The newest local currency in Amsterdam: the Buuro

Local or community currencies are not rare in financial history and came in many different forms. Some of those include Local Exchange Trading System (LETS), which consists of a mutual credit system accounted for a bounded community; and Timebanks, in which people use time-measuring vouchers for exchanging services. They are bottom-up institutions that are not regulated by market or state institutions but by the social relations of the community in which they circulate10. Although they are issued by non-state civil actors such as local non-profits and civilian associations, they sometimes collaborate with local governments. 

This phenomenon is also gaining weight in Amsterdam as neighbourhood currencies have been initiated by inhabitants in Oost, where the Makkie was established since 2012, in Noord with the recent launch of the time-bank Buuro, and in Zuid-Oost where they are developing a digital currency using blockchain. These projects recently gained support from the municipality. The 2022 coalition agreement between the Social Democrats (PvdA), the Greens (GroenLinks) and the Liberals (D66) puts forth that ‘the local economy can be strengthened if the money stays in the neighborhoods. We are launching a pilot with a digital currency to support local entrepreneurs and neighborhood centers’. In the context of the twenty years Masterplans drafted for the neighborhoods, the municipality is putting greater emphasis on community wealth building and working on developing a new digital currency for Nieuw-West as well11.

In the literature, local currencies are conceived as strengthening local economies, vehicles of social transformation and micro-acts of resistance against the globalized capitalist economy12. They show that money can be reclaimed, reimagined and reorganized in order to empower communities that are marginalized and vulnerable in the context of financial globalization. Furthermore, they undermine the principle of one currency per country, allowing for differences in regional and local needs13. Overall, they introduce interesting monetary governance and organizational practices, from the issuance of the currency, to credit cooperatives and anti-accumulation mechanisms, which foster greater resilience, solidarity and reciprocity within local communities14.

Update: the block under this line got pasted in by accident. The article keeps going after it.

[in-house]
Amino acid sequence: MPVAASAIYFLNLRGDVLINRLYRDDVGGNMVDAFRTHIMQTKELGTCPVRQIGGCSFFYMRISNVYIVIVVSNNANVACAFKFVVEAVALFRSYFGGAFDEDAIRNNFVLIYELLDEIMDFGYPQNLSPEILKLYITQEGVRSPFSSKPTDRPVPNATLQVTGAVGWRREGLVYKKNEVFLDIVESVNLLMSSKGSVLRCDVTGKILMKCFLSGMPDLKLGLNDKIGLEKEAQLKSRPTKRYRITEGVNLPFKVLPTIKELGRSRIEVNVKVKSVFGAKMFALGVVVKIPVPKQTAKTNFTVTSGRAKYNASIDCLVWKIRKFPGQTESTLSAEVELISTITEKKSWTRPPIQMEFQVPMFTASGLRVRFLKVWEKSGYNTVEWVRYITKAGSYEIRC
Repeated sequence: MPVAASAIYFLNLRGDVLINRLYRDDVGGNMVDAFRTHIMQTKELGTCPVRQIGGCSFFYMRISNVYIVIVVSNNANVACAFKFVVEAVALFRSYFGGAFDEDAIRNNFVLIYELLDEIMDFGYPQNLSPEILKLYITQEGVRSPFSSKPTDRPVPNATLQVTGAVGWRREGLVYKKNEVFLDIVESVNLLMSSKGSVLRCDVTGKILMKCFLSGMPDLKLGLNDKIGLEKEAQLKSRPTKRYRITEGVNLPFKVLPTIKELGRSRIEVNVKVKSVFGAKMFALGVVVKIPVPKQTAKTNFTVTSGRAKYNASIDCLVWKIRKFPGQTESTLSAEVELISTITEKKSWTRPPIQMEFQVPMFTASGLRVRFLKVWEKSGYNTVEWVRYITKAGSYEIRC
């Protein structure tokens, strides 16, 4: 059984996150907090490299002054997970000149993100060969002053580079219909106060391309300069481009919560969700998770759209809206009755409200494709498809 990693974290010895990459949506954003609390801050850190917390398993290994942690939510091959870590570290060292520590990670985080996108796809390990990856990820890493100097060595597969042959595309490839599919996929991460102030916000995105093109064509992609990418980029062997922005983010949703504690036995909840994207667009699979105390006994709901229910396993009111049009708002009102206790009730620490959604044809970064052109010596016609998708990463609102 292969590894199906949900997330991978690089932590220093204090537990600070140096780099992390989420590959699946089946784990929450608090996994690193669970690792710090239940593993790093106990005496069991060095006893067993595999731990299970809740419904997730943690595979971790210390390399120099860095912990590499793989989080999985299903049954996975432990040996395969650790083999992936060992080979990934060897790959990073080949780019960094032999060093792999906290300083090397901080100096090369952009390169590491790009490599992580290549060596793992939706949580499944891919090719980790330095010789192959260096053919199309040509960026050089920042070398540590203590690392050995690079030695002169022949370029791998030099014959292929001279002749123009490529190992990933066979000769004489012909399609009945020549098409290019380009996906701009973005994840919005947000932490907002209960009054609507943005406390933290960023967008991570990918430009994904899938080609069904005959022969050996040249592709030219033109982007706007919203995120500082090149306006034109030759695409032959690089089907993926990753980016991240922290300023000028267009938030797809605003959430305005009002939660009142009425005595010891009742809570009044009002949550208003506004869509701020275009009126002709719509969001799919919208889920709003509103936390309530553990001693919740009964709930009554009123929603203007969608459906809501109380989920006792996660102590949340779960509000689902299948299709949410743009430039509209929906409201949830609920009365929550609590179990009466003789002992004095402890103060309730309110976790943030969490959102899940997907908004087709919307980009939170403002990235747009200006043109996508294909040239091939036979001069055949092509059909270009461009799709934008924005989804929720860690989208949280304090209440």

In the coming weeks, I will explore the three case studies in detail and share my insights with you.


  1. Lietaer, B. (2001). The future of money: Beyond greed and scarcity. Random House.
  2. Barinaga, E. (2020). “A Route to Commons-Based Democratic Monies? Embedding the Governance of Money in Traditional Communal Institutions.” Frontiers in Blockchain 3.
  3. Block, F. (2014). “Democratizing Finance*.” Politics and Society 42 (1): 3–28.
  4. Klein, S. (2020). “The power of money: critical theory, capitalism, and the politics of debt.”Constellations, 27(1), 19–35.
  5. Kuzminski, A. (2013). The ecology of money: debt, growth, and sustainability. Lexington Books.
  6. Hickel, J. (2022). Less is more: how degrowth will save the world. Penguin Random House Ireland.
  7. Ingham, G. (2004). The Nature of Money. John Wiley & Sons.
  8. Seyfang, G., & Longhurst, N. (2013). “Growing Green Money? Mapping Community Currencies for Sustainable Development.” Ecological Economics 86: 65–77.
  9. Barinaga, E. (2020). “A Route to Commons-Based Democratic Monies? Embedding the Governance of Money in Traditional Communal Institutions.” Frontiers in Blockchain 3.
  10. Meyer, C. & Hudon, M. (2017). “Alternative organizations in finance: Commoning in complementary currencies.” Organization, 24(5), 629–647.
  12. Meyer, C. & Hudon, M. (2017). “Alternative organizations in finance: Commoning in complementary currencies.” Organization, 24(5), 629–647.
  13. Gomez, G. M., (ed). (2019). Monetary Plurality in Local, Regional and Global Economies. Financial History. London: Routledge.
  14. Lietaer, B. & Dunne, J. (2013). Rethinking Money: How New Currencies Turn Scarcity into Prosperity. Berrett-Koehler Publishers.